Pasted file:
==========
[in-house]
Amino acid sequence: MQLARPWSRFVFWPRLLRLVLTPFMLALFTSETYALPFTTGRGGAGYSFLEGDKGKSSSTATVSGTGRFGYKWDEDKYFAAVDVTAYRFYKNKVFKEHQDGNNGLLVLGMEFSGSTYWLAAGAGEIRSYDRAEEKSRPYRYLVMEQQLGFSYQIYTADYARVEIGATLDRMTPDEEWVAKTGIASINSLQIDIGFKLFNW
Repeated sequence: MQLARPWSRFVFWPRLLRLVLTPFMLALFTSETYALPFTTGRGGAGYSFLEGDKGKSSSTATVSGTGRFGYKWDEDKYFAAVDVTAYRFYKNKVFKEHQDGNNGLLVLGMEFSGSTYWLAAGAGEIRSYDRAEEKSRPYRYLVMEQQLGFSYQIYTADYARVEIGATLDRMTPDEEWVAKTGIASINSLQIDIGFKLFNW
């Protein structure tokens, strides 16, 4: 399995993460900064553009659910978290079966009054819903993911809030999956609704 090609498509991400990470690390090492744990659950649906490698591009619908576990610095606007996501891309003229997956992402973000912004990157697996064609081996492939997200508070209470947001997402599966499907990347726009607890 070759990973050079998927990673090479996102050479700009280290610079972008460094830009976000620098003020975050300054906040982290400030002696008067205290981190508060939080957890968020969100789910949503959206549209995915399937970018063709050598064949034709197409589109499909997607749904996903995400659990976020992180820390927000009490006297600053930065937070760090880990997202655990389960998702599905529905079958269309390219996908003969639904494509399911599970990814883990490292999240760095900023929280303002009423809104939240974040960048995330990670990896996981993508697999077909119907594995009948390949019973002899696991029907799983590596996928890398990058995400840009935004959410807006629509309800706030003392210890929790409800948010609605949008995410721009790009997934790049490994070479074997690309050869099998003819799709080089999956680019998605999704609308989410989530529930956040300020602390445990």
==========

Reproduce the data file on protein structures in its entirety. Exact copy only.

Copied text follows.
[in-house]
Amino acid sequence: MQLARPWSRFVFWPRLLRLVLTPFMLALFTSETYALPFTTGRGGAGYSFLEGDKGKSSSTATVSGTGRFGYKWDEDKYFAAVDVTAYRFYKNKVFKEHQDGNNGLLVLGMEFSGSTYWLAAGAGEIRSYDRAEEKSRPYRYLVMEQQLGFSYQIYTADYARVEIGATLDRMTPDEEWVAKTGIASINSLQIDIGFKLFNW
Repeated sequence: MQLARPWSRFVFWPRLLRLVLTPFMLALFTSETYALPFTTGRGGAGYSFLEGDKGKSSSTATVSGTGRFGYKWDEDKYFAAVDVTAYRFYKNKVFKEHQDGNNGLLVLGMEFSGSTYWLAAGAGEIRSYDRAEEKSRPYRYLVMEQQLGFSYQIYTADYARVEIGATLDRMTPDEEWVAKTGIASINSLQIDIGFKLFNW
């Protein structure tokens, strides 16, 4: 399995993460900064553009659910978290079966009054819903993911809030999956609704 090609498509991400990470690390090492744990659950649906490698591009619908576990610095606007996501891309003229997956992402973000912004990157697996064609081996492939997200508070209470947001997402599966499907990347726009607890 070759990973050079998927990673090479996102050479700009280290610079972008460094830009976000620098003020975050300054906040982290400030002696008067205290981190508060939080957890968020969100789910949503959206549209995915399937970018063709050598064949034709197409589109499909997607749904996903995400659990976020992180820390927000009490006297600053930065937070760090880990997202655990389960998702599905529905079958269309390219996908003969639904494509399911599970990814883990490292999240760095900023929280303002009423809104939240974040960048995330990670990896996981993508697999077909119907594995009948390949019973002899696991029907799983590596996928890398990058995400840009935004959410807006629509309800706030003392210890929790409800948010609605949008995410721009790009997934790049490994070479074997690309050869099998003819799709080089999956680019998605999704609308989410989530529930956040300020602390445990």